hadleigh aos thundersley

The Joy of Essex – an architectural dimension

This 2016 postscript / extension of the subject occurred when journalist and presenter Gavin Haynes was in conversation with writer, journalist, essayist and film-maker Jonathan Meades during ESSEX Architecture Weekend; see:

Twitter advert from 2016


This followed a screening of the BBC4 programme The Joy of Essex (2013) which saw Meades exploring the county’s radical and nonconformist past.

The relevant YouTube location for the conversation is:

The original programme is now viewable, too  at:


Joy is – as ever in Essex – unconfined, certainly a lot more fun than one might expect from the Jonathan Meades film, which nevertheless opens up some corners and pockets of history not generally seen or appreciated.  There is some good stuff in here!

Whatever licences were engaged for posting to YouTube are gratefully acknowledged and reflected here.


Fresh news – – Chris Worpole’s book used in German Club

Copies of the highly acclaimed and accessible Tales out of School have been spotted at the Book Inn, famous book shop in Leigh-on-Sea opposite the Library.

Chris Worpole researches

Chris Worpole researches

However, a recent presentation in German at the IGC freshened the use of the Schools and Educational Pack and introduced this subject to a wider audience.

Postscript to the All Our Stories project

After the project was successfully concluded in the middle of 2013, we continued to build on the work done.  One example of this was that – in March 2014 – we helped create an event for the Essex Book Festival.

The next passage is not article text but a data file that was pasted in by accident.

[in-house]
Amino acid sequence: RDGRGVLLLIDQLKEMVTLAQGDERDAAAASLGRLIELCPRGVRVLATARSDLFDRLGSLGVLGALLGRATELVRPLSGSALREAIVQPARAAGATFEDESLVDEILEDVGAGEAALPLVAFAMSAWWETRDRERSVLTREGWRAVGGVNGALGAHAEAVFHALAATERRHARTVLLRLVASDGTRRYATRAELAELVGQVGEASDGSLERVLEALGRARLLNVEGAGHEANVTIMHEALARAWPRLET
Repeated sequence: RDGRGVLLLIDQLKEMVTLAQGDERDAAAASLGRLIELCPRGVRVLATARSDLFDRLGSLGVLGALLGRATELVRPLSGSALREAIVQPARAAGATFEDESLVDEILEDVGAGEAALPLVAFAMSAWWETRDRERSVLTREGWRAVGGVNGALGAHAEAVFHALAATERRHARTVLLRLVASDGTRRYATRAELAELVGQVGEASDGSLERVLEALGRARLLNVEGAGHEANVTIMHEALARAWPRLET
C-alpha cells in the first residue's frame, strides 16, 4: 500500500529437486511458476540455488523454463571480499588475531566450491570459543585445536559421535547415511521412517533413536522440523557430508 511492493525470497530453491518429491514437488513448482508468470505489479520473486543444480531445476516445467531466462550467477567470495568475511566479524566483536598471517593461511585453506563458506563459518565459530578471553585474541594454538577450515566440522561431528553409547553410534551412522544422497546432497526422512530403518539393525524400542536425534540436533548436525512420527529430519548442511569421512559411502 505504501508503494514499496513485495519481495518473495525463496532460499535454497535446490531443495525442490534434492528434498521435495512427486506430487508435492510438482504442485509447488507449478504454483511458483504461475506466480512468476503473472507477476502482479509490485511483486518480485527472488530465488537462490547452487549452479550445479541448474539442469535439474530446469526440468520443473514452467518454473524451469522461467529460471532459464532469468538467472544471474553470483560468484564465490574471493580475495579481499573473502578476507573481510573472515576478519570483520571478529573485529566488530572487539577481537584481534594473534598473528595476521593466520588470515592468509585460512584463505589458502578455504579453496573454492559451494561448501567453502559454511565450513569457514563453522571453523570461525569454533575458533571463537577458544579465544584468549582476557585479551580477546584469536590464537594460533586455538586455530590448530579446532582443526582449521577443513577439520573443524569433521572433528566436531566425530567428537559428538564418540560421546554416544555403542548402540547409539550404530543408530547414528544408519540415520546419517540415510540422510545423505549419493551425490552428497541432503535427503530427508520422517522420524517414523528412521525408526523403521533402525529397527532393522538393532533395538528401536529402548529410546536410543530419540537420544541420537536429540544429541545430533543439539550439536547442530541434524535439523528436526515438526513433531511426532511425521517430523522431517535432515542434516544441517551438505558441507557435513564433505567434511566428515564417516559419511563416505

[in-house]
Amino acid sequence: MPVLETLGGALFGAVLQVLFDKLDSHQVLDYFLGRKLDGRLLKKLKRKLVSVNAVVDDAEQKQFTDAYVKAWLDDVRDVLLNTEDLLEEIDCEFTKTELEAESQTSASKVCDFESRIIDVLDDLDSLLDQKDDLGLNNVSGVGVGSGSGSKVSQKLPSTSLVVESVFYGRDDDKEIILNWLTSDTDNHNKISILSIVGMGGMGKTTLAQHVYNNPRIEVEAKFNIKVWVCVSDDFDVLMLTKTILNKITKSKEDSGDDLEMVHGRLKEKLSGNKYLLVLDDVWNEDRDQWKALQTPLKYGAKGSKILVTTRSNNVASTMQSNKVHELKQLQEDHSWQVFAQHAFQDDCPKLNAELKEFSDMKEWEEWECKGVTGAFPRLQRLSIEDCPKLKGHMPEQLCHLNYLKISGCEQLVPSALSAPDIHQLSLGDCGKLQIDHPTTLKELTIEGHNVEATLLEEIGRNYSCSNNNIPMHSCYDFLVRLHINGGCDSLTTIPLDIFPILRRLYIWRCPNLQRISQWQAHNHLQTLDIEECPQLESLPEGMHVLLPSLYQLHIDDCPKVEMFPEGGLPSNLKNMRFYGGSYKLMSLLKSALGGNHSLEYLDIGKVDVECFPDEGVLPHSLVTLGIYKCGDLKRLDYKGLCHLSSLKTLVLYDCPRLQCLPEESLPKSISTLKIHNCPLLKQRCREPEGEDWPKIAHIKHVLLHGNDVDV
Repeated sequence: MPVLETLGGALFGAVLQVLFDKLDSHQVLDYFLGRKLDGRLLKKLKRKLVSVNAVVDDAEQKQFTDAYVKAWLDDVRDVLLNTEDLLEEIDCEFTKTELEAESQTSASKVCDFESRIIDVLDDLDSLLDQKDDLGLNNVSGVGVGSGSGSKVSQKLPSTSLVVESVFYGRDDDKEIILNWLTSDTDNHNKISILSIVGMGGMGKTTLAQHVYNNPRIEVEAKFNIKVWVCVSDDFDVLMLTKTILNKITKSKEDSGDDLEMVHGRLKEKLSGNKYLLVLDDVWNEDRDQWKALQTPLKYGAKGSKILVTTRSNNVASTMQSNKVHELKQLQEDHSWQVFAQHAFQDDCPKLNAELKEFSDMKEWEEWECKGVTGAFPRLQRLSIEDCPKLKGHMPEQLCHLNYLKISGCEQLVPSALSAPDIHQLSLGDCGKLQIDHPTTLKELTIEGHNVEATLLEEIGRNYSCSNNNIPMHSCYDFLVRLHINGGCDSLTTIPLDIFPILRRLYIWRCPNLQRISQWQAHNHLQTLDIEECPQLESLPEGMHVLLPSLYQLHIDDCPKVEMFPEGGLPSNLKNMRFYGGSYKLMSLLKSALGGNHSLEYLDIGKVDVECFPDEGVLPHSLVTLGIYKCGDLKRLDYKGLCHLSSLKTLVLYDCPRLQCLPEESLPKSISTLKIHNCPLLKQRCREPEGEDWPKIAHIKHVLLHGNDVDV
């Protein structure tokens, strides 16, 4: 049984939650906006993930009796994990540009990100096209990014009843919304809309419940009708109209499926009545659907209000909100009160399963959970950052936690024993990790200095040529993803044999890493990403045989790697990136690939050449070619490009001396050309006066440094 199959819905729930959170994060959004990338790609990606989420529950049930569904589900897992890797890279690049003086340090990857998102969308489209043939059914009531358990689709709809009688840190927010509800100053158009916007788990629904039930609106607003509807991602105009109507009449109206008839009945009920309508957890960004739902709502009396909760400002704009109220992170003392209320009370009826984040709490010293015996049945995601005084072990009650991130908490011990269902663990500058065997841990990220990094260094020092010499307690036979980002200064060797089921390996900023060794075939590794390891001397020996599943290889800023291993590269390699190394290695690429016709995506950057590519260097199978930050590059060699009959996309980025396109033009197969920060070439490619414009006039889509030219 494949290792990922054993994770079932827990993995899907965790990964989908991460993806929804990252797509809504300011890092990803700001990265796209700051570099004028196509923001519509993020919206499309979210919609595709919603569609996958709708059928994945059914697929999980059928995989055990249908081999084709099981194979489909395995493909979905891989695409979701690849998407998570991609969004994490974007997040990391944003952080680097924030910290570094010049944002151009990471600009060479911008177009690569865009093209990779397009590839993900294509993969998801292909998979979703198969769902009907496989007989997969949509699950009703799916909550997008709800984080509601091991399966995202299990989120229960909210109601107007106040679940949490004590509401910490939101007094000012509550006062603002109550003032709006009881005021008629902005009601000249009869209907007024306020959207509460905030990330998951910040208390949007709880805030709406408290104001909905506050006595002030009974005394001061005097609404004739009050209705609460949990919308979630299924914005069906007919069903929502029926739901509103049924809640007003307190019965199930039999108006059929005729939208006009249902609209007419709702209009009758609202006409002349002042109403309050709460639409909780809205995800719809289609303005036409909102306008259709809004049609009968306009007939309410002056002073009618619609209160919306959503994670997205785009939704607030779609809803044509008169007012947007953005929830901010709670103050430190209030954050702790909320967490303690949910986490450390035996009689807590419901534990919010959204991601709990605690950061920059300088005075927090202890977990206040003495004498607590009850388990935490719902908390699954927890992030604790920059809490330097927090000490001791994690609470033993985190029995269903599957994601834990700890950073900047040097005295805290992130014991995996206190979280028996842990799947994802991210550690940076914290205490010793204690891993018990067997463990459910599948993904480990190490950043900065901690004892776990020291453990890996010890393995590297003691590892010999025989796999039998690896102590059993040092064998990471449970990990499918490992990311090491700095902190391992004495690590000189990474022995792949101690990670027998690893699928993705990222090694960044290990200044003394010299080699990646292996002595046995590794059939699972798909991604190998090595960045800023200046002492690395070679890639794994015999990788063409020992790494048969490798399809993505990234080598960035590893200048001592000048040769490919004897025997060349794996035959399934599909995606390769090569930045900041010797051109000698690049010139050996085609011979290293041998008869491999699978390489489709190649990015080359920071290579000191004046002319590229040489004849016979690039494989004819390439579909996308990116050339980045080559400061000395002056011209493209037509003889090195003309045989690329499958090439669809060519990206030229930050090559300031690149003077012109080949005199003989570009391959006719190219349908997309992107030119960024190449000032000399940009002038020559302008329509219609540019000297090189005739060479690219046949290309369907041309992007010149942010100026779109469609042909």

Cover of the Essex Book Festival guidebook for 2014

Cover of the Essex Book Festival guidebook for 2014

A major advantage of being part of the festival is the centralised box-office.     The booklet publicises all the events, which brought the fruits of the project back into public view.

A polygon marks the spot

A polygon marks the spot

One of the editors knew how to get us on the programme, and then we could debate what the format could be.

It became a group of four authors, two of them and their books having been past of the All Our Stories project.

Two other expert local authors were added to create a rounded experience; one of them being interviewed, three presented their works themselves.   Would we attract any sort of audience for this experimental format?  Would we be able to stage it successfully in the Hadleigh Old Fire Station?   Our previous experiences helped us to achieve an event well received by a capacity audience of around 100,  far more than can be accommodated in the Library.

Page 33 with highlight around "Four of the Best"

Page 33 with highlight around “Four of the Best”

The event was made possible and expertly facilitated by Brian Hickey who runs the HOFS for ACAVA.

A big thanks to all who helped.


A new form of guide map from All Our Stories

Having successfully concluded our project with a nice letter from those wonderful people at the Heritage Lottery Fund,  it is time to look at the outcomes and smell the roses.   The guide map pictured is one of the several items produced with the help of this programme.   The map already formed the backdrop to our concluding public event in July, was used as the scenery for interviews with the local MP and produced some thoughtful feedback.    It seeks to integrate both a lucid exposition of the great Salvation Army social experiment (spanning the closing years of the 19th century and the first decades of the 20th) with a clear-sighted appreciation of the built environment which we still have and that which has been destroyed.   The land itself shows every sign of maintaining its vital functions of pasture, peace and prosperity due to an uncommonly high level of expert monitoring by informed amateurs.  Trust in the good intentions of owners,  local and not so local authorities has been eroded with time, and not only through the natural cynicism of residents getting both older and more aware of how fragile the ecology can be.

Hadleigh and SALIC

Illustrated History, a fresh view of Hadleigh Park